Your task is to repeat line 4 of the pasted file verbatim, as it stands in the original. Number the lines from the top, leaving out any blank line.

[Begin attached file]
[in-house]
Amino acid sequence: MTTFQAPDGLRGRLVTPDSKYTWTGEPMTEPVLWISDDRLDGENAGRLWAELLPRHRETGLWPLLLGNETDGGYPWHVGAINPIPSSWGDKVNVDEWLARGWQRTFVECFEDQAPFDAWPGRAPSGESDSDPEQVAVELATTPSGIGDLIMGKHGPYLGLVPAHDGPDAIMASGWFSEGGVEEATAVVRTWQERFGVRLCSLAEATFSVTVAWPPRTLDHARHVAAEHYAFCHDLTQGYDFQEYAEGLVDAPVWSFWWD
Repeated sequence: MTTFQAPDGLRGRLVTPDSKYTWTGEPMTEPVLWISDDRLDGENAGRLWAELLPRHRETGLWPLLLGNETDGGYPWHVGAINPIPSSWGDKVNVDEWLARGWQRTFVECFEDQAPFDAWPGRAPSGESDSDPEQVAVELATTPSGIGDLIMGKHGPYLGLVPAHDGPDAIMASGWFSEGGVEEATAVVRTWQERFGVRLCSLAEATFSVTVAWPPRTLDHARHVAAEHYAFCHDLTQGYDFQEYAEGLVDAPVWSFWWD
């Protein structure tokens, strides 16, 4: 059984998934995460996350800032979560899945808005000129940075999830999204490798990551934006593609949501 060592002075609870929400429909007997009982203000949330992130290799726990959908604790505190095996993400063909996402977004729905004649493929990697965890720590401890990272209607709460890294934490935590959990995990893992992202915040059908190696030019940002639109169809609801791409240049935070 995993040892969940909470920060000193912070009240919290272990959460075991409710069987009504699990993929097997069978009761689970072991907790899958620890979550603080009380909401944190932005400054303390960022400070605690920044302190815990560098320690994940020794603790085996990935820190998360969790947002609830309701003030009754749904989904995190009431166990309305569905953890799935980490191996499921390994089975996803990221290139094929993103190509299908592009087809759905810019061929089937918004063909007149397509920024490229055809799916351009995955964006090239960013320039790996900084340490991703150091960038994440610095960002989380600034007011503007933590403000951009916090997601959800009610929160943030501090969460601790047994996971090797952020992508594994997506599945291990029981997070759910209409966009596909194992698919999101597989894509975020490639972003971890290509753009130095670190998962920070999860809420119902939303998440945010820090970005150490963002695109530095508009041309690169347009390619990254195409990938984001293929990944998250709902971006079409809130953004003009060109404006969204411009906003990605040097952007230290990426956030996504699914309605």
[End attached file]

């Protein structure tokens, strides 16, 4: 059984998934995460996350800032979560899945808005000129940075999830999204490798990551934006593609949501 060592002075609870929400429909007997009982203000949330992130290799726990959908604790505190095996993400063909996402977004729905004649493929990697965890720590401890990272209607709460890294934490935590959990995990893992992202915040059908190696030019940002639109169809609801791409240049935070 995993040892969940909470920060000193912070009240919290272990959460075991409710069987009504699990993929097997069978009761689970072991907790899958620890979550603080009380909401944190932005400054303390960022400070605690920044302190815990560098320690994940020794603790085996990935820190998360969790947002609830309701003030009754749904989904995190009431166990309305569905953890799935980490191996499921390994089975996803990221290139094929993103190509299908592009087809759905810019061929089937918004063909007149397509920024490229055809799916351009995955964006090239960013320039790996900084340490991703150091960038994440610095960002989380600034007011503007933590403000951009916090997601959800009610929160943030501090969460601790047994996971090797952020992508594994997506599945291990029981997070759910209409966009596909194992698919999101597989894509975020490639972003971890290509753009130095670190998962920070999860809420119902939303998440945010820090970005150490963002695109530095508009041309690169347009390619990254195409990938984001293929990944998250709902971006079409809130953004003009060109404006969204411009906003990605040097952007230290990426956030996504699914309605």